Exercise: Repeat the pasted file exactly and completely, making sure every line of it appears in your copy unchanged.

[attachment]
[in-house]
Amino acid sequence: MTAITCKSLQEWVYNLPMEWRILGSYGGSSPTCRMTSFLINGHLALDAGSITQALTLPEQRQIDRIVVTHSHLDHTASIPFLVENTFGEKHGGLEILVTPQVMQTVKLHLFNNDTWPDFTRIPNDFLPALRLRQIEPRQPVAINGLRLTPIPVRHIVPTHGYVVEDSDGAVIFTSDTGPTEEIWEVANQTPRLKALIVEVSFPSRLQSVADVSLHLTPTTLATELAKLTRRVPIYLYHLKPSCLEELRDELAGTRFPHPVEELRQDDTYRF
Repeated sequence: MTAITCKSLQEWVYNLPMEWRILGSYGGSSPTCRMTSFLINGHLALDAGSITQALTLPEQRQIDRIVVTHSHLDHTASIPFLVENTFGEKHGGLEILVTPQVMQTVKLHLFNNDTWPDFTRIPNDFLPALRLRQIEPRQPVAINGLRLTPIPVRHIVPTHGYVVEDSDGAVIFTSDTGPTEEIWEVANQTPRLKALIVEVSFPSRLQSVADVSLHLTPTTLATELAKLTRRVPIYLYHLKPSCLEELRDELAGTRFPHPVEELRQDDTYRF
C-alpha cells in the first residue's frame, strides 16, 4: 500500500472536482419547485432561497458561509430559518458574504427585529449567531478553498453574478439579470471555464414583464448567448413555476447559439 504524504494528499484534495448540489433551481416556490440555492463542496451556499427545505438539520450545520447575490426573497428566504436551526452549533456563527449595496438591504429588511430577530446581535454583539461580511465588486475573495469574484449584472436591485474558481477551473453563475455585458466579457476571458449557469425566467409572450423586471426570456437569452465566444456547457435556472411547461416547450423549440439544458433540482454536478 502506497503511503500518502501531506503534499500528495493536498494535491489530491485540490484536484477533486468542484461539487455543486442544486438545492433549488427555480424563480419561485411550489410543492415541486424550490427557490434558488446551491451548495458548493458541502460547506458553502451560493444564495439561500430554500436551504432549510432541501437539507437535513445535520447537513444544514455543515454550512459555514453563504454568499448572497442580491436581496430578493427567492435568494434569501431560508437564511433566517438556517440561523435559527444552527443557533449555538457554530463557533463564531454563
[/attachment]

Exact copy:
[in-house]
Amino acid sequence: MTAITCKSLQEWVYNLPMEWRILGSYGGSSPTCRMTSFLINGHLALDAGSITQALTLPEQRQIDRIVVTHSHLDHTASIPFLVENTFGEKHGGLEILVTPQVMQTVKLHLFNNDTWPDFTRIPNDFLPALRLRQIEPRQPVAINGLRLTPIPVRHIVPTHGYVVEDSDGAVIFTSDTGPTEEIWEVANQTPRLKALIVEVSFPSRLQSVADVSLHLTPTTLATELAKLTRRVPIYLYHLKPSCLEELRDELAGTRFPHPVEELRQDDTYRF
Repeated sequence: MTAITCKSLQEWVYNLPMEWRILGSYGGSSPTCRMTSFLINGHLALDAGSITQALTLPEQRQIDRIVVTHSHLDHTASIPFLVENTFGEKHGGLEILVTPQVMQTVKLHLFNNDTWPDFTRIPNDFLPALRLRQIEPRQPVAINGLRLTPIPVRHIVPTHGYVVEDSDGAVIFTSDTGPTEEIWEVANQTPRLKALIVEVSFPSRLQSVADVSLHLTPTTLATELAKLTRRVPIYLYHLKPSCLEELRDELAGTRFPHPVEELRQDDTYRF
C-alpha cells in the first residue's frame, strides 16, 4: 500500500472536482419547485432561497458561509430559518458574504427585529449567531478553498453574478439579470471555464414583464448567448413555476447559439 504524504494528499484534495448540489433551481416556490440555492463542496451556499427545505438539520450545520447575490426573497428566504436551526452549533456563527449595496438591504429588511430577530446581535454583539461580511465588486475573495469574484449584472436591485474558481477551473453563475455585458466579457476571458449557469425566467409572450423586471426570456437569452465566444456547457435556472411547461416547450423549440439544458433540482454536478 502506497503511503500518502501531506503534499500528495493536498494535491489530491485540490484536484477533486468542484461539487455543486442544486438545492433549488427555480424563480419561485411550489410543492415541486424550490427557490434558488446551491451548495458548493458541502460547506458553502451560493444564495439561500430554500436551504432549510432541501437539507437535513445535520447537513444544514455543515454550512459555514453563504454568499448572497442580491436581496430578493427567492435568494434569501431560508437564511433566517438556517440561523435559527444552527443557533449555538457554530463557533463564531454563